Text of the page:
The Ministry of Defence is analysing the recent proposal to increase pension flexibilities in the NHS Pension Scheme to see how these can be applied to service personnel, including armed forces doctors, FTAdviser can reveal.
In a consultation published this week (September 11), the Department of Health and Social Care proposed to allow defined benefit scheme members to choose a personalised pension growth level at the start of each tax year.
Members will then be given the option to top up their pension pots when they are clearer on total earnings for tax purposes, or phase in a large increase in pensionable pay.
However, this is an issue that also affects other public sector workers, including the ones in the Armed Forces Pension Scheme.
A Ministry of Defence spokesperson said: “We are currently reviewing the Department of Health and Social Care's proposals to assess their potential impact on service personnel.”
A freedom of information request from Quilter showed 3,840 scheme members breached their annual tax-free pensions savings limit in 2017/18.
This represented a fourfold increase on the 1,010 personnel who breached the allowance in 2015/16. The number of breaches peaked at 3,920 in 2016/17.
The main driver behind these breaches is the annual allowance taper introduced in 2016.
The taper gradually reduces the allowance for those on high incomes, meaning they are more likely to suffer an annual tax charge on contributions and a lifetime allowance tax charge on their benefits.
It means that for every £2 of adjusted income above £150,000 a year, £1 of annual allowance will be lost.
In August, the government announced that HM Treasury would be reviewing the impact of the tapered annual allowance after doctors have been campaigning to scrap it for months.
Ian Browne, pensions expert at Quilter, noted that “perhaps now that another department has been dragged into this sorry fiasco, ministers will finally begin to realise that the solution is to ditch this failed policy”.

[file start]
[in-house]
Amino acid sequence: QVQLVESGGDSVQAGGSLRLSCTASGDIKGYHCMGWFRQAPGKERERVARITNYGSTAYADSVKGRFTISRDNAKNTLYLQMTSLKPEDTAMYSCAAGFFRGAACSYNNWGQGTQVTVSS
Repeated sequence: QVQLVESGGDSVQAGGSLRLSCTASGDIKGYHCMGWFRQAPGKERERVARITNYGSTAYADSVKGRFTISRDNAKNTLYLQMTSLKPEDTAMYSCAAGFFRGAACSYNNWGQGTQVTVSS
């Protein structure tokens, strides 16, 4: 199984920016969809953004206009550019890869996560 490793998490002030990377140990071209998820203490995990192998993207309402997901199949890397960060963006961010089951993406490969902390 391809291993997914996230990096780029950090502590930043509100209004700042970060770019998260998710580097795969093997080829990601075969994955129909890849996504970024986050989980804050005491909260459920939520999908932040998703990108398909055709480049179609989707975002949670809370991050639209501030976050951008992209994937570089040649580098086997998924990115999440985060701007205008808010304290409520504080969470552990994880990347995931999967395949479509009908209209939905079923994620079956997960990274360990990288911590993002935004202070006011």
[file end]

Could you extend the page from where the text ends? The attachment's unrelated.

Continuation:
He added: “Refusing to do so will force public sector schemes to come up with a patchwork blanket of different fixes and fiddles to address the fallout.
“It really should never have come to this. The pension tax troubles of NHS clinicians have grabbed the headlines because they have directly contributed to longer waiting times and missed operations, a PR disaster which has forced the government’s hand.
“Doctors are also backed by a powerful lobby that have forced the issue onto the political agenda – even the prime minister had to wade into to promise a fix to the problem.”
Mr Browne noted that the pensions industry “has been banging its head against a brick wall for months trying to explain that this problem will spread to other departments”.
He added: “The policy disaster has forced the Department for Health into two consultations in just a few months, and now the Ministry of Justice will be forced to go through the same process.
“It is absurd that such as ill-conceived Treasury policy has been stubbornly implemented at the expense of so many key public services.